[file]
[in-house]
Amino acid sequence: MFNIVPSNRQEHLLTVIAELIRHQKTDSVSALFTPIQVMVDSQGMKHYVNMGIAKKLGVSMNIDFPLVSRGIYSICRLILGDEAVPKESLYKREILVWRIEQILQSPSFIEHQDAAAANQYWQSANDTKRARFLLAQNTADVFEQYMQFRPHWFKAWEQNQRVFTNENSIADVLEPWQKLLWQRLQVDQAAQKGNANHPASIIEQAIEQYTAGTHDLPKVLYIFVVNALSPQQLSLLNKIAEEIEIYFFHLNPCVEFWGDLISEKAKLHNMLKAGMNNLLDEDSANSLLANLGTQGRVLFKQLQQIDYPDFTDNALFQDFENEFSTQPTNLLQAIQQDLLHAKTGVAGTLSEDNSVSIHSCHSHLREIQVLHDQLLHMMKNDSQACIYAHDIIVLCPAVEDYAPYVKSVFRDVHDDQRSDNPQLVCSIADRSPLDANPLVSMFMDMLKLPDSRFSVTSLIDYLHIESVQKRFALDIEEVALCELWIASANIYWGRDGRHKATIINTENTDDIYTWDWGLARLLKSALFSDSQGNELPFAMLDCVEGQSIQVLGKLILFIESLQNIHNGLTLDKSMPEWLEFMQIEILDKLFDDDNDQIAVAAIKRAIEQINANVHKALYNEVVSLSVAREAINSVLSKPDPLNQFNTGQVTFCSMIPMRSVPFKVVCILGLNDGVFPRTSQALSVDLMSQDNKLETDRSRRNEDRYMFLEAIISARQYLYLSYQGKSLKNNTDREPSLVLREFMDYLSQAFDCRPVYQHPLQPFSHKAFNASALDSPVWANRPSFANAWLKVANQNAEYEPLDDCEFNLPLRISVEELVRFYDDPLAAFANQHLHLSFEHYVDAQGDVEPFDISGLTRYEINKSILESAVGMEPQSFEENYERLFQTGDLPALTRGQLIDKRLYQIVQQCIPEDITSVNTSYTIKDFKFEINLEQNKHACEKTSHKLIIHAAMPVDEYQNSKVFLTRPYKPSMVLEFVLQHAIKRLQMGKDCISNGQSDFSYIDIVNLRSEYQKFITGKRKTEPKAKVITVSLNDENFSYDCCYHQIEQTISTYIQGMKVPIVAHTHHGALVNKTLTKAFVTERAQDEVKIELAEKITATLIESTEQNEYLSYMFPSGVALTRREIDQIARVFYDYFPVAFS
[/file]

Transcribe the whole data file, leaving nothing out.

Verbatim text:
[in-house]
Amino acid sequence: MFNIVPSNRQEHLLTVIAELIRHQKTDSVSALFTPIQVMVDSQGMKHYVNMGIAKKLGVSMNIDFPLVSRGIYSICRLILGDEAVPKESLYKREILVWRIEQILQSPSFIEHQDAAAANQYWQSANDTKRARFLLAQNTADVFEQYMQFRPHWFKAWEQNQRVFTNENSIADVLEPWQKLLWQRLQVDQAAQKGNANHPASIIEQAIEQYTAGTHDLPKVLYIFVVNALSPQQLSLLNKIAEEIEIYFFHLNPCVEFWGDLISEKAKLHNMLKAGMNNLLDEDSANSLLANLGTQGRVLFKQLQQIDYPDFTDNALFQDFENEFSTQPTNLLQAIQQDLLHAKTGVAGTLSEDNSVSIHSCHSHLREIQVLHDQLLHMMKNDSQACIYAHDIIVLCPAVEDYAPYVKSVFRDVHDDQRSDNPQLVCSIADRSPLDANPLVSMFMDMLKLPDSRFSVTSLIDYLHIESVQKRFALDIEEVALCELWIASANIYWGRDGRHKATIINTENTDDIYTWDWGLARLLKSALFSDSQGNELPFAMLDCVEGQSIQVLGKLILFIESLQNIHNGLTLDKSMPEWLEFMQIEILDKLFDDDNDQIAVAAIKRAIEQINANVHKALYNEVVSLSVAREAINSVLSKPDPLNQFNTGQVTFCSMIPMRSVPFKVVCILGLNDGVFPRTSQALSVDLMSQDNKLETDRSRRNEDRYMFLEAIISARQYLYLSYQGKSLKNNTDREPSLVLREFMDYLSQAFDCRPVYQHPLQPFSHKAFNASALDSPVWANRPSFANAWLKVANQNAEYEPLDDCEFNLPLRISVEELVRFYDDPLAAFANQHLHLSFEHYVDAQGDVEPFDISGLTRYEINKSILESAVGMEPQSFEENYERLFQTGDLPALTRGQLIDKRLYQIVQQCIPEDITSVNTSYTIKDFKFEINLEQNKHACEKTSHKLIIHAAMPVDEYQNSKVFLTRPYKPSMVLEFVLQHAIKRLQMGKDCISNGQSDFSYIDIVNLRSEYQKFITGKRKTEPKAKVITVSLNDENFSYDCCYHQIEQTISTYIQGMKVPIVAHTHHGALVNKTLTKAFVTERAQDEVKIELAEKITATLIESTEQNEYLSYMFPSGVALTRREIDQIARVFYDYFPVAFS